First responders in Ohio are unable to file for workers’ compensation unless they were physically injured. This, for some, has proven to be unfair in the big scheme of things. First responders can experience a level of heart wrenching stress many of us will never relate to.
Katherin Hardin stood before lawmakers, in her hand was a photo of her 28-year-old son, Trever Murphy, a former firefighter with Orange Township Fire Department in Delaware.
She told lawmakers he hung himself, a victim of post-traumatic stress disorder (PTSD). Hardin said her son suffered from the same on the job mental stresses.
“My son Trever was the last line of duty suicide in a central fire department,” she said.
“A little girl died in my son’s arms and he struggled very bad with that. His last call was for a man trapped in a car with gasoline pouring on both of them. When he was able to release the gentleman from the seat belt he fell dead in his arms and that devastated my son, it completely broke him,” she told members of the House Finance Committee.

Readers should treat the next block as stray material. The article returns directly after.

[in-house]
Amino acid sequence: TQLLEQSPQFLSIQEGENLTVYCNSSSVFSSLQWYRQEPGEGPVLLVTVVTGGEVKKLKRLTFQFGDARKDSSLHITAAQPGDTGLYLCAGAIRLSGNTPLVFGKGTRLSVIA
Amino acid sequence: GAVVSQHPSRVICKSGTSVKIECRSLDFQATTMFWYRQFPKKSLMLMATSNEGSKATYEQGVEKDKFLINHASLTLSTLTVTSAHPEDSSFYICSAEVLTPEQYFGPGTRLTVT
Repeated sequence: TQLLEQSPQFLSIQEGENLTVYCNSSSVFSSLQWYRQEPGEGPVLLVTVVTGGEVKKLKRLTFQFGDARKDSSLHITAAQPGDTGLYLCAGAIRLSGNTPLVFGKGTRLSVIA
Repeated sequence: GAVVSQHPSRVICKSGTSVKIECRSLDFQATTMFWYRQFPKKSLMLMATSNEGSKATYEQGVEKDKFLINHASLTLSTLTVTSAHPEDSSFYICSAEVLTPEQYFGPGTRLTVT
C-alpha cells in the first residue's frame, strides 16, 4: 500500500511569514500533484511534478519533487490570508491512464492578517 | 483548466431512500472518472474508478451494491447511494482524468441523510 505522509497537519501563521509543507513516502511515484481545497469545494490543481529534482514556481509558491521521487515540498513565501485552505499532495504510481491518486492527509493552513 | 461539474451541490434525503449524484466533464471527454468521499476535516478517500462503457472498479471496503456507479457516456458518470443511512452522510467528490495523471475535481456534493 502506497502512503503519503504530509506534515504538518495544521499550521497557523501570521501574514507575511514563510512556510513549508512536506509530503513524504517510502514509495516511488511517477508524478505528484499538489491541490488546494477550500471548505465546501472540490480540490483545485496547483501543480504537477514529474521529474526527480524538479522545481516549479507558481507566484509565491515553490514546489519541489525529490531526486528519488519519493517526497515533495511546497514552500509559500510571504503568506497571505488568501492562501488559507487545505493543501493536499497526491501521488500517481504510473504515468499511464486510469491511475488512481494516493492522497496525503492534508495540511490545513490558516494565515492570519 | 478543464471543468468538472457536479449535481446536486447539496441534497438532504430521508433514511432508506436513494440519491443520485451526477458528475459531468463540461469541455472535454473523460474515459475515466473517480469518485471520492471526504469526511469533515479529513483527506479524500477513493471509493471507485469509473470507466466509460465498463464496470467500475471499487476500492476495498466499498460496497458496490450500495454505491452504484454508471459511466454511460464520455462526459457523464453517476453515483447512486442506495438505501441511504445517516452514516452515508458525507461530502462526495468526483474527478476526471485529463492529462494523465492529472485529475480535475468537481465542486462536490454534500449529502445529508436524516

Journal of Emergency Medical Services reports in a 2015 survey of more than 4,000 first responders, that 37% had contemplated suicide and almost 7% had attempted it. That is more than 10 times the rate of the general population.
That is why this mother urged lawmakers to change the law.
“As a grieving mother I ask that this committee to please consider House Bill 80 and what it would do to help our first responders,” she said,
Her story won their approval. It’s a small victory for people like Benjamin Thompson, a Cincinnati firefighter who has struggled with PTSD for 16-years but isn’t allowed to file a claim for workers’ compensation.
“It’s extremely frustrating you end up suffering in silence because people can’t see a physical injury and people tend to lean that you’re not telling the truth,” he said.
Members of the business community like the Ohio Manufacturers Association and the National Federation of Independent Business Association are against changing the law. They told the committee it would cost businesses more money to pay out more claims, it will add bureaucracy, and more important they say it will open the door to abuse by workers who will claim they have PTSD because they had a stressful day at work.
Tuesday’s vote means House Bill 80 now goes to the rules committee.
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